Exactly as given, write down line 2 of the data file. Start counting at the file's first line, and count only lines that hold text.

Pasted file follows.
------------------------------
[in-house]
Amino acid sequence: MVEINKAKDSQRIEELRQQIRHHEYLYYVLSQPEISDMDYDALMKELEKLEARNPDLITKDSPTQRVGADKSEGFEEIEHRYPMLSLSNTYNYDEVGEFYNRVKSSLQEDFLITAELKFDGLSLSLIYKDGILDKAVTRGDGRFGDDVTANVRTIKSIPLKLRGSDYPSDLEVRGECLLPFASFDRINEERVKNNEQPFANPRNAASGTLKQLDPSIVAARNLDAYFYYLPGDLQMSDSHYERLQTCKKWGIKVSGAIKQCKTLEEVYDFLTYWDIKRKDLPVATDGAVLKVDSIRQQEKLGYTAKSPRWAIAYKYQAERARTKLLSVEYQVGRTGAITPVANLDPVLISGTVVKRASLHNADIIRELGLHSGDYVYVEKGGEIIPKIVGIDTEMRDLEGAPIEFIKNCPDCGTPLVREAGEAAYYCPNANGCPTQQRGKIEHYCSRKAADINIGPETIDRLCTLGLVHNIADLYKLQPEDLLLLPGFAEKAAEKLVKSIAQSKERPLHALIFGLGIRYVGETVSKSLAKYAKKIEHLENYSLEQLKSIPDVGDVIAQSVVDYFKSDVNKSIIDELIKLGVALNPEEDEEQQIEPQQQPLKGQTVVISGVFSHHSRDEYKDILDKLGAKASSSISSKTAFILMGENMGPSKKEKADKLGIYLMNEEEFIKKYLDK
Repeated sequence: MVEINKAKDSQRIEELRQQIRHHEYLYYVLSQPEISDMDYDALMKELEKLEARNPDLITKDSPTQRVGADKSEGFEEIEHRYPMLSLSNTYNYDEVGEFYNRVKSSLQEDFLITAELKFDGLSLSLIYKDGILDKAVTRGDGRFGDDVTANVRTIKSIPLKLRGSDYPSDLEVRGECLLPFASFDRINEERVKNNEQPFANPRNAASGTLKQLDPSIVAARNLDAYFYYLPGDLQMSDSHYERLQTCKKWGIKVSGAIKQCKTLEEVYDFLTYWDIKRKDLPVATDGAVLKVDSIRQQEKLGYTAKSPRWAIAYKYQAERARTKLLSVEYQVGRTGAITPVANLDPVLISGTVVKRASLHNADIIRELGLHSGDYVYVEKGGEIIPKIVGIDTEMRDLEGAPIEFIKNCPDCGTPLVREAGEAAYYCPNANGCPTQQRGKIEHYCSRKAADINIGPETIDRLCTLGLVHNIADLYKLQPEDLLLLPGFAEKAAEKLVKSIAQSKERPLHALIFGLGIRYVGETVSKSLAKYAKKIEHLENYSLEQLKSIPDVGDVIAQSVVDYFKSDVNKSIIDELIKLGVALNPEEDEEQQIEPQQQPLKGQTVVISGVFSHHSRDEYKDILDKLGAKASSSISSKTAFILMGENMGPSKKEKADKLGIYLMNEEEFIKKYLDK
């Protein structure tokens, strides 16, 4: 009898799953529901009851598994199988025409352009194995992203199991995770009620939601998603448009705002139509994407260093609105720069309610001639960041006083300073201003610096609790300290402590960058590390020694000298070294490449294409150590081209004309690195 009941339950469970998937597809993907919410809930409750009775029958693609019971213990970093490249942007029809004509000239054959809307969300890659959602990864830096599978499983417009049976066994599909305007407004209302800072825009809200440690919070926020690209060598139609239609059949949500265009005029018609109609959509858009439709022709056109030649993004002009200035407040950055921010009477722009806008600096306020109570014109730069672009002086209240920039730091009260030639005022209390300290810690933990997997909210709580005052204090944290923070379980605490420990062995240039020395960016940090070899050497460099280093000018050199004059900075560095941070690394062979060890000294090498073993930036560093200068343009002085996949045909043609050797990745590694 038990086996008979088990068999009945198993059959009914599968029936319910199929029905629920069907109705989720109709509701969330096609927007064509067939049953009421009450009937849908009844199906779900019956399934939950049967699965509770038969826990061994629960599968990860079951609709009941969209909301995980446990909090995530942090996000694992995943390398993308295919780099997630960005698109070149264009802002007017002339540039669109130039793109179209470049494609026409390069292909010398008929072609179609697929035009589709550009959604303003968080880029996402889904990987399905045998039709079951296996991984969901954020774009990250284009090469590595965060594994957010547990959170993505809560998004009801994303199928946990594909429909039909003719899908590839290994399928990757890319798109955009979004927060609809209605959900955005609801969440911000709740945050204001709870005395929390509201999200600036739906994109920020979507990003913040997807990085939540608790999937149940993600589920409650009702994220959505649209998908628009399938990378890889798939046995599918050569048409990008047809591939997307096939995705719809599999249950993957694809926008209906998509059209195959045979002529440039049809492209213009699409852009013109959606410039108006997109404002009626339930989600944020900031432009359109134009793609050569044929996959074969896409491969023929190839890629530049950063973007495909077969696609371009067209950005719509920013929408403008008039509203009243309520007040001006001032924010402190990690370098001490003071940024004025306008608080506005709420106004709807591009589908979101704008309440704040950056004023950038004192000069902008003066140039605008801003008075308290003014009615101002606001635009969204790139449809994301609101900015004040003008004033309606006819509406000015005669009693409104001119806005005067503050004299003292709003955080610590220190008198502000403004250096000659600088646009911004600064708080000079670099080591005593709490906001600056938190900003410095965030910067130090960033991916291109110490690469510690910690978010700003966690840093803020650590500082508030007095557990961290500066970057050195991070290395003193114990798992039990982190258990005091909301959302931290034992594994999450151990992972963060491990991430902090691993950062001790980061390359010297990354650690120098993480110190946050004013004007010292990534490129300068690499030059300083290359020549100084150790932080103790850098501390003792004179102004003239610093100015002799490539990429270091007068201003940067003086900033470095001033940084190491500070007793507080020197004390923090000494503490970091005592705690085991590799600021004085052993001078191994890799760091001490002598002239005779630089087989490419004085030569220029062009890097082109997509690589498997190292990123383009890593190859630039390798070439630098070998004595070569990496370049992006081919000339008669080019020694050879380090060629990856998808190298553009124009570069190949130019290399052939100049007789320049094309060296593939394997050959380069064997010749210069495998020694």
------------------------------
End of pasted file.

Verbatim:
Amino acid sequence: MVEINKAKDSQRIEELRQQIRHHEYLYYVLSQPEISDMDYDALMKELEKLEARNPDLITKDSPTQRVGADKSEGFEEIEHRYPMLSLSNTYNYDEVGEFYNRVKSSLQEDFLITAELKFDGLSLSLIYKDGILDKAVTRGDGRFGDDVTANVRTIKSIPLKLRGSDYPSDLEVRGECLLPFASFDRINEERVKNNEQPFANPRNAASGTLKQLDPSIVAARNLDAYFYYLPGDLQMSDSHYERLQTCKKWGIKVSGAIKQCKTLEEVYDFLTYWDIKRKDLPVATDGAVLKVDSIRQQEKLGYTAKSPRWAIAYKYQAERARTKLLSVEYQVGRTGAITPVANLDPVLISGTVVKRASLHNADIIRELGLHSGDYVYVEKGGEIIPKIVGIDTEMRDLEGAPIEFIKNCPDCGTPLVREAGEAAYYCPNANGCPTQQRGKIEHYCSRKAADINIGPETIDRLCTLGLVHNIADLYKLQPEDLLLLPGFAEKAAEKLVKSIAQSKERPLHALIFGLGIRYVGETVSKSLAKYAKKIEHLENYSLEQLKSIPDVGDVIAQSVVDYFKSDVNKSIIDELIKLGVALNPEEDEEQQIEPQQQPLKGQTVVISGVFSHHSRDEYKDILDKLGAKASSSISSKTAFILMGENMGPSKKEKADKLGIYLMNEEEFIKKYLDK